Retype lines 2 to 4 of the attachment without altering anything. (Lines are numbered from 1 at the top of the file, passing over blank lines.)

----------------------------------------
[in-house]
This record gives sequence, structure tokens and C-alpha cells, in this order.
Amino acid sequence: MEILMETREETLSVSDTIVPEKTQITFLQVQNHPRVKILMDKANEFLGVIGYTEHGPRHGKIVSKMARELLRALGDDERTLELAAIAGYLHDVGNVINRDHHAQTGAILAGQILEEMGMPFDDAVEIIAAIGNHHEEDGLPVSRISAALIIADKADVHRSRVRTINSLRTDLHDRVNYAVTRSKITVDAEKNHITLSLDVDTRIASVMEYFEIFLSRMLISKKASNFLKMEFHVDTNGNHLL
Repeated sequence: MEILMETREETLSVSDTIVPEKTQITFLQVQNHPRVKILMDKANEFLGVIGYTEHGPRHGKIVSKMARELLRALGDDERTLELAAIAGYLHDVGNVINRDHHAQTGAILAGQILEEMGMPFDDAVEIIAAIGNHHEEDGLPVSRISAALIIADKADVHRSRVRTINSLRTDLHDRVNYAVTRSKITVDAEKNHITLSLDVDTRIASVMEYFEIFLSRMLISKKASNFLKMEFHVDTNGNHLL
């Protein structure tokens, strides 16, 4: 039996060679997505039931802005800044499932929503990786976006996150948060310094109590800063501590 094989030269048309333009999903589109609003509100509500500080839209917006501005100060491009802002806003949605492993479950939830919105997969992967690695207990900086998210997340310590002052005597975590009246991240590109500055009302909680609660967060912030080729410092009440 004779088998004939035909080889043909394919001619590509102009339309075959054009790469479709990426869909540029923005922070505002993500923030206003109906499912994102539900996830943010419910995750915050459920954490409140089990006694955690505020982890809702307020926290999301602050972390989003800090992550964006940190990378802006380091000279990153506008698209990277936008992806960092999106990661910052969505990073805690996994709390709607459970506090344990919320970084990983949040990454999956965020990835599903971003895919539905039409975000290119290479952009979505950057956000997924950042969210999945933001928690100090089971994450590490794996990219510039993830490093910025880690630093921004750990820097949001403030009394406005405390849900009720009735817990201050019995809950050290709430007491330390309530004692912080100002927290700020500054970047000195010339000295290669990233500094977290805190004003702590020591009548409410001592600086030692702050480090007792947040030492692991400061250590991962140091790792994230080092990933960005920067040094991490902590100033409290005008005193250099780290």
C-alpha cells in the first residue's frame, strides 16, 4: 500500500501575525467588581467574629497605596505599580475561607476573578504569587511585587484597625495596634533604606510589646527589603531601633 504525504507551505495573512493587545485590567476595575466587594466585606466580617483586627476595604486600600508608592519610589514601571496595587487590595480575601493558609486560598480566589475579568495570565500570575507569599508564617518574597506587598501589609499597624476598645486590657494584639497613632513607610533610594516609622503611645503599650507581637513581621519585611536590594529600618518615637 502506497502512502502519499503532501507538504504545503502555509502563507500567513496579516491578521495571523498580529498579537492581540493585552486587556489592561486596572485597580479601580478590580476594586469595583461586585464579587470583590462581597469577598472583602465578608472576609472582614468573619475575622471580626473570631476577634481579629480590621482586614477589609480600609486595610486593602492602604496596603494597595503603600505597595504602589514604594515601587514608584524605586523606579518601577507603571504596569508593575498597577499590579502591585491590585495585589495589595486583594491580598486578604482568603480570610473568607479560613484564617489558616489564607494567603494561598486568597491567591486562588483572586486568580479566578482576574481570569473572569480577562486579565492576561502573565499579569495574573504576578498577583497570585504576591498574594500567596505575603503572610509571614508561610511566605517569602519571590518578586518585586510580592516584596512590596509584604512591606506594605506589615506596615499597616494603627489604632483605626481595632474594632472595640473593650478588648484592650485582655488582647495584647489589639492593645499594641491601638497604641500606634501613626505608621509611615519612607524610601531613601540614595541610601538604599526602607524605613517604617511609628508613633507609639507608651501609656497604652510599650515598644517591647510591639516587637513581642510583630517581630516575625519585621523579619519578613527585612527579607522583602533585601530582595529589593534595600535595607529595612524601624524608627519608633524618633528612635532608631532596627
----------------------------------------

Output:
This record gives sequence, structure tokens and C-alpha cells, in this order.
Amino acid sequence: MEILMETREETLSVSDTIVPEKTQITFLQVQNHPRVKILMDKANEFLGVIGYTEHGPRHGKIVSKMARELLRALGDDERTLELAAIAGYLHDVGNVINRDHHAQTGAILAGQILEEMGMPFDDAVEIIAAIGNHHEEDGLPVSRISAALIIADKADVHRSRVRTINSLRTDLHDRVNYAVTRSKITVDAEKNHITLSLDVDTRIASVMEYFEIFLSRMLISKKASNFLKMEFHVDTNGNHLL
Repeated sequence: MEILMETREETLSVSDTIVPEKTQITFLQVQNHPRVKILMDKANEFLGVIGYTEHGPRHGKIVSKMARELLRALGDDERTLELAAIAGYLHDVGNVINRDHHAQTGAILAGQILEEMGMPFDDAVEIIAAIGNHHEEDGLPVSRISAALIIADKADVHRSRVRTINSLRTDLHDRVNYAVTRSKITVDAEKNHITLSLDVDTRIASVMEYFEIFLSRMLISKKASNFLKMEFHVDTNGNHLL